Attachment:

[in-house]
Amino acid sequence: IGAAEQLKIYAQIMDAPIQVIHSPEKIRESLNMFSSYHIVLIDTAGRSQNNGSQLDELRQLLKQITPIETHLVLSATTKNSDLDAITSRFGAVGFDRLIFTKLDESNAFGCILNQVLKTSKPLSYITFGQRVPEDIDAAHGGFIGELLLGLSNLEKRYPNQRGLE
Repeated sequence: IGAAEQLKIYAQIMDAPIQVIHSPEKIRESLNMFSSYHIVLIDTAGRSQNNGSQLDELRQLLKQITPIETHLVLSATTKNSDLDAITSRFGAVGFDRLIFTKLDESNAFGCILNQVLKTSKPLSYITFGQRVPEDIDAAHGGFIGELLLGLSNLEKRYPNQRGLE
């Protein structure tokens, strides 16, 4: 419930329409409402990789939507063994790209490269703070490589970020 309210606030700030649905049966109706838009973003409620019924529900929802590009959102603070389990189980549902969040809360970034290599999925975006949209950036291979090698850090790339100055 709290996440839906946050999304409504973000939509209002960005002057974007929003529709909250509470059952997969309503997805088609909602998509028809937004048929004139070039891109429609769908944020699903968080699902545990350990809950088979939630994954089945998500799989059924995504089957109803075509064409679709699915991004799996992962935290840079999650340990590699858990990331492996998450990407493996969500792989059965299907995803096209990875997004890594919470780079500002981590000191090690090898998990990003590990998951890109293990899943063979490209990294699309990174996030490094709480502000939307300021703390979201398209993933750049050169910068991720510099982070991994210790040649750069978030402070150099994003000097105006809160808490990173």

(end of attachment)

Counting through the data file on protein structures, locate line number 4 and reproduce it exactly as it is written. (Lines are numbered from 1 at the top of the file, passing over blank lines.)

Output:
């Protein structure tokens, strides 16, 4: 419930329409409402990789939507063994790209490269703070490589970020 309210606030700030649905049966109706838009973003409620019924529900929802590009959102603070389990189980549902969040809360970034290599999925975006949209950036291979090698850090790339100055 709290996440839906946050999304409504973000939509209002960005002057974007929003529709909250509470059952997969309503997805088609909602998509028809937004048929004139070039891109429609769908944020699903968080699902545990350990809950088979939630994954089945998500799989059924995504089957109803075509064409679709699915991004799996992962935290840079999650340990590699858990990331492996998450990407493996969500792989059965299907995803096209990875997004890594919470780079500002981590000191090690090898998990990003590990998951890109293990899943063979490209990294699309990174996030490094709480502000939307300021703390979201398209993933750049050169910068991720510099982070991994210790040649750069978030402070150099994003000097105006809160808490990173």